by Mike Coffey
Well, we all knew it was coming. And now, according to the South Bend Trib, it’s on the schedule — the natural grass surface at Notre Dame Stadium will be replaced by Field Turf.
Let me make something clear from the get-go: The turf in Notre Dame Stadium is not a hot-button issue for me. Green is green. As long as what is done isn’t tacky and the safety of the players is not endangered, I have little interest in the decision. But the alleged desire for leather helmets here on NDN aside, I believe change at the level this represents bears some scrutiny … scrutiny not only of whether it should be done but, more importantly, why it’s being done.
Change, logic tells us, is dictated by one of two needs: correcting an error, or taking advantage of an improvement. The poor condition of the Stadium field has been an issue these past couple of years, so it’s certainly possible this change will rectify that. Most programs that have installed turf or a variation on it do it for logistical or financial reasons, so while we may see a cost savings, I’m not aware of any improvement in W/L record we can expect as a result. So far, nothing seems to jump out one way or the other, which is why I don’t usually burn a lot of calories on the topic.
But then we have the reason articulated by Brian Kelly in the linked article:
Kelly’s thinking is, when you never get in the stadium for practice, it becomes “almost like the Basilica to the players” and erodes home-field advantage because of the awe factor.
The players are overwhelmed by the Stadium because they can’t practice there? Unlike the dozens of classes of players who have preceded them, this group walks into Notre Dame Stadium, looks at the bricks, and immediately puckers up?
At its most benign, this reasoning is specious. But it’s the one Kelly chooses to toss out there for public consumption as a justification for the change. If there are folks out there leery of this kind of switch, this kind of politicking isn’t going to convince them it’s a good idea, so once again, we have poor salesmanship to those he should be trying to convince.
But more importantly, it’s yet another attempt to connect a major (and expensive) structural change to the physical plant to the mystical “home field advantage”. According to some folks, Notre Dame Stadium isn’t an imposing place to play anymore, and we need to make drastic changes to it so that it will become one. Trouble is, they eschew what could be the easy, less costly, and possibly more effective solutions for the ones that trample tradition and make Notre Dame Stadium just another place to play football.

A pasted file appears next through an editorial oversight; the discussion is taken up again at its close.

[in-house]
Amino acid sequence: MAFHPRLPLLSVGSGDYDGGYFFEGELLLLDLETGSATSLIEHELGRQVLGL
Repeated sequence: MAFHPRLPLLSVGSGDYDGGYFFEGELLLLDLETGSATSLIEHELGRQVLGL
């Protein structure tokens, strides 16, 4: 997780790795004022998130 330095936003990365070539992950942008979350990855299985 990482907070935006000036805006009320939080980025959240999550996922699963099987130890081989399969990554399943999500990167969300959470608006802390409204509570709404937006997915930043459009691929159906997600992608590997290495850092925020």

The crowd doesn’t yell enough or make things difficult for our opponent? Never mind telling the ushers to dial back the “Welcome to Notre Dame” glad-handing, be a little more tolerant of those making noise (while maintaining basic rules of decency), and possibly responding to complaints that people are standing too much with “Too bad”. Instead, let’s pipe in garish, obnoxious pop music like everyone else does, even though it actually helped our biggest rival when we did.
The games are too long, and the crowd gets bored? Never mind reducing the number of commercials or shortening the time between the end of commercials and the start of play .. you know, that time NBC uses to pimp “Dancing With America’s Next Top Housewives” or whatever other reality show is playing during the week. Instead, let’s spend millions of dollars to put up a video screen so the ADD generation doesn’t have to sit still, then let’s spend millions more each year on the upkeep, all without (allegedly) using advertising dollars.
And at the front of the efforts for all this is Brian Kelly. Notre Dame has lost five games a season for five years in a row, and is staring at the possibility of a record six years in a row this season. But instead of taking steps to ensure that record isn’t set, like developing a punt return game or getting plays in before the clock expires, he’s spending time dreaming of and demanding field turf and a screen, like those things are going to make one iota of difference. As someone pointed out on the board, “If you told Brian Kelly you were having trouble with the ladies, he’d tell you to switch your cologne.” If the coach of one of the winningest programs in college football can’t coach a team to a win without major changes to the turf, or recruit a top-flight player successfully without a garish lowest-common-denominator video screen, then maybe, just maybe, the problem is with the coach.
The loudest game I can think of in the past 10 years at Notre Dame Stadium was the Southern Cal game in 2005. There was no field turf. There was no video screen. There was no “Crazy Train”. There was only a one-loss Notre Dame team playing a top-five opponent down to the wire, executing well on the field, and giving the 81,000+ in the stands something to cheer about … which they did, quite loudly. The home field advantage definitely was there that night, and it didn’t cost ND a dime or change what makes Notre Dame Stadium unique.
Funny how that works. Maybe Brian Kelly should be watching that game film instead of perusing the Daktronics catalog.